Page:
The last of the players who turned pro is Chris Livingston, who left after a good but far from great freshman season. Livingston’s role grew as the season wore on and he looked prime for a breakout sophomore campaign, but the lure of the NBA was too great and he was selected late in the 2nd round by the Milwaukee Bucks.

Sahvir Wheeler was a fixture at point guard for the Wildcats in in 2022, but was banged up and ineffective for most of the 2023 season. He transferred to Washington for his final year. CJ Fredrick had a similar story of being too often injured, so he transferred to Cincinnati for his final season. Lance Ware opted to transfer to Villanova after three years, mostly as a backup, at UK. And Daimion Collins transferred to LSU after sitting behind Tshiebwe for two seasons, as the former 5-star recruit rarely played more than 10 minutes a game.


player year pos gp %min %pts ts% %ov
player year pos gp %min %pts ts% %ov
Antonio Reeves G-SR WING 34 69.20% 19.27% 54.90% 12.82%
Ugonna Onyenso SO POST 16 8.10% 1.58% 53.94% 2.51%
Adou Thiero SO CG 20 13.87% 1.82% 52.85% 1.89%
Brennan Canada* G-SR WING 5 0.66% 0.12% 50.00% 0.08%
Kareem Watkins* SR PG 4 0.58% 0.00% 0.00% -0.05%
Walker Horn* SO CG 4 0.58% 0.00% 0.00% -0.20%
18.60% 22.79% 17.05%
NCAA Basketball: NCAA Tournament First Round-Providence vs Kentucky John David Mercer-USA TODAY Sports

Antonio Reeves | GRAD SENIOR | WING

John Calipari doesn’t have to be all young NBA talent all the time, sometimes he likes some experience and he has that in Antonio Reeves. An Illinois State transfer Reeves became a go-to scorer from the perimeter and had the ability to shoot Kentucky to big wins. He shot a career best 39.8% from 3-point range last year and that shooting helped him towards a 14.4 ppg average including over 16 ppg in SEC play. There was some trepidation on whether Reeves would return or not, and in the end getting him back in Lexington is a bit of a security blanket for Cal this season.

With so much youth on the roster this year, it was important to have someone who’s been through the gauntlet of the league play before. It’s not entirely clear what sort of role Reeves will play this year but just having him on the roster and filling in minutes as a reliable scorer and leader is important to the success of the program this year.

Ugonna Onyenso didn’t play much at all as a freshman but Kentucky talked him out of the transfer portal with the hope he can develop. As a high school prospect Onyenso was talented but a bit of a project, and at least this year he should be able to provide some interior defense and rim protection. Then there’s Adou Thiero, the son of a former Cal player at Memphis, who wasn’t highly recruited until he sprouted late in high school and then continued growing as a freshman. Now up to 6’8 and playing as a guard, Thiero may be overlooked early on this year’s roster as well, but he’s got the raw ability to be an impact player sooner than later. He was a bit of a standout during Kentucky’s summer tour and could challenge the young freshmen for a starting spot.


class player ht wt rating ranking pos
class player ht wt rating ranking pos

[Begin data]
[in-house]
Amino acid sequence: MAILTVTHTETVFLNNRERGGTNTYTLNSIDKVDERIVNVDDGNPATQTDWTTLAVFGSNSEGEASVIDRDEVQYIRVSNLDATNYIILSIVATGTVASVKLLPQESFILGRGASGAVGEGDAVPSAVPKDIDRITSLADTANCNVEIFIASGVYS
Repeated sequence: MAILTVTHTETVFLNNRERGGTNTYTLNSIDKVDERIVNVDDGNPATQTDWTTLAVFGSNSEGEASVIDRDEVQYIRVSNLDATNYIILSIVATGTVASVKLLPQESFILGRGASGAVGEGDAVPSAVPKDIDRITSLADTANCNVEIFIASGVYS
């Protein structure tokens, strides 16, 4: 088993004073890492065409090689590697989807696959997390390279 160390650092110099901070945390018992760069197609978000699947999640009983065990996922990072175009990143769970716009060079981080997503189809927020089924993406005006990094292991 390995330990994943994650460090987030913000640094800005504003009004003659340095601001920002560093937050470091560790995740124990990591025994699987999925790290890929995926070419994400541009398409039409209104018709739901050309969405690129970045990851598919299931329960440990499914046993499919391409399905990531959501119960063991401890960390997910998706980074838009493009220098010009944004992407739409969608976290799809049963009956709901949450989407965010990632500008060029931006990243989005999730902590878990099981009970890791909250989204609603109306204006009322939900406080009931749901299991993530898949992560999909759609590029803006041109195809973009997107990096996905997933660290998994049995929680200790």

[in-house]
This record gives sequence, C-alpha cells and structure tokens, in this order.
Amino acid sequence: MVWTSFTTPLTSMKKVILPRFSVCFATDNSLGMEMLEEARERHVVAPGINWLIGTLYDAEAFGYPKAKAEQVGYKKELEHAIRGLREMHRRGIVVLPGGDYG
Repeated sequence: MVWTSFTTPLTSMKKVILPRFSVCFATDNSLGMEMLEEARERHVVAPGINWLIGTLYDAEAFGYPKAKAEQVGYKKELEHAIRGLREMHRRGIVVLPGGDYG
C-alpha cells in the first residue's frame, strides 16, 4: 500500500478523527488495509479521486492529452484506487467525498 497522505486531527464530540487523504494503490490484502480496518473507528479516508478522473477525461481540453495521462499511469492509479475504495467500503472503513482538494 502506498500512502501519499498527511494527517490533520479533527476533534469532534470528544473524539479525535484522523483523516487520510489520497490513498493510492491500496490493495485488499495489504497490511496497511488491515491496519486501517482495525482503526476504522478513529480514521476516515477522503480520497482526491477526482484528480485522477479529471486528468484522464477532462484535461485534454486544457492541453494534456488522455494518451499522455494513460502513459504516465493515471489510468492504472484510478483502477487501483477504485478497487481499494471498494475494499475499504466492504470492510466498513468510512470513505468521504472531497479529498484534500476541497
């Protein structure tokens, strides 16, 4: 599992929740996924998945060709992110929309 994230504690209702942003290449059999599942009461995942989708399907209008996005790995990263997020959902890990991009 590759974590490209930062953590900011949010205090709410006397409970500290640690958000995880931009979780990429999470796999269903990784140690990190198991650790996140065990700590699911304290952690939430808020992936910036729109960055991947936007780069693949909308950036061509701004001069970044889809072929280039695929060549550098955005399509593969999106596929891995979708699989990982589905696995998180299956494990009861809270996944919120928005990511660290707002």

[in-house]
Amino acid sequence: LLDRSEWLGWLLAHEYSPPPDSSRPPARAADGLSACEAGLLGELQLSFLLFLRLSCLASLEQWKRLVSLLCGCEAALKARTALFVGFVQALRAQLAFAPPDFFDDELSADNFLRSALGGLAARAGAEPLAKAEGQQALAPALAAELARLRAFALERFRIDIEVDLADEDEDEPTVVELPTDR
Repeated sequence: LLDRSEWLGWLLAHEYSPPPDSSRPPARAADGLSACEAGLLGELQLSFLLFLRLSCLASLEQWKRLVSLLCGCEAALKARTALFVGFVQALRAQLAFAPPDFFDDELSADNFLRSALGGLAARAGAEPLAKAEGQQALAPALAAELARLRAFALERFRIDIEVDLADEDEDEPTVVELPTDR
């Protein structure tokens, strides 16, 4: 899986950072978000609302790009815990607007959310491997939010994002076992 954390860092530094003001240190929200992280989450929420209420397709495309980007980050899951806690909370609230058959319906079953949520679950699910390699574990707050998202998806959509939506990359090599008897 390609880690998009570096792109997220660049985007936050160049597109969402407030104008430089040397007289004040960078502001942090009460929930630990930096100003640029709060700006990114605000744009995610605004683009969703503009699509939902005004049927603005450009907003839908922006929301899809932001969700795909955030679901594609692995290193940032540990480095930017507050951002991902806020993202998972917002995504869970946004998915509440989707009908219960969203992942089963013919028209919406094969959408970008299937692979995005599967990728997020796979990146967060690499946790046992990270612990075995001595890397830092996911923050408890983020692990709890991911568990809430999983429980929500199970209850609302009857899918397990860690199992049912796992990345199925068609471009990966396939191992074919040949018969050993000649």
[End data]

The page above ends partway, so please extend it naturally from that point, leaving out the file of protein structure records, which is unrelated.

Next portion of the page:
FR Justin Edwards 6'8 190 ★★★★★ 3 WING
FR Aaron Bradshaw 7'0 210 ★★★★★ 5 CF
FR D.J. Wagner 6'3 175 ★★★★★ 6 CG
FR Rob Dillingham 6'2 160 ★★★★★ 21 PG
FR Reed Sheppard 6'3 180 ★★★★ 79 CG
FR Jordan Burks 6'9 190 ★★★ 176 CF
FR Joey Hart 6'5 180 ★★★ 189 WING
FR Zvonimir Ivisic 7'2 220 NR NR POST
G-SR Tre Mitchell 6'9 225 TRANSFER West Virginia POST
High School Basketball: McDonald’s All American Boy’s Game Maria Lysaker-USA TODAY Sports

Aaron Bradshaw | FRESHMAN | POST

Common sense might say to put the player with the biggest hype to be a very high NBA draft pick, that would be Justin Edwards. But the reason I’m choosing Aaron Bradshaw is because I think his value to the roster may be higher. Bradshaw is a 7’0 forward who can stretch the floor, and has mobility enough to attack of the bounce against other bigs.

Why Bradshaw is important is the Wildcats look to have plenty of good guards, but the interior is where they’re vulnerable. In need of rim protection and rebounding, there’s a lot of focus on whether or not the ‘Cats can get Bradshaw’s surgically repaired foot healed in time to be an impact player this season. He’s also represented by Klutch Sports, a group known for being conservative with their young players dealing with any sort of injury. Just look at what happened with Arkansas and Nick Smith, Jr. last season and you get the idea. If Bradshaw plays and is healthy, he’s a budding lottery pick. But if he sits out all year he’s still likely a 1st round pick. But Kentucky sure hopes he plays and is ready early.

Calipari is enrolling another top flight recruiting class and it’s the top ranked class this year. Bradshaw is the second best player in it, per the composite rankings. The top ranked player in Kentucky’s class is the #3 player in Justin Edwards. Edwards is a 6’8 wing who many have slated as a shoe-in for a top 5 pick this upcoming NBA draft. Edwards’ ability is undeniable; he can score at all three levels, and he defends and rebounds well. During UKs summer trip, Edwards was the leading scorer so it won’t be much of a surprise if he does all of that this season. He has a real chance to be one of those guys for Cal.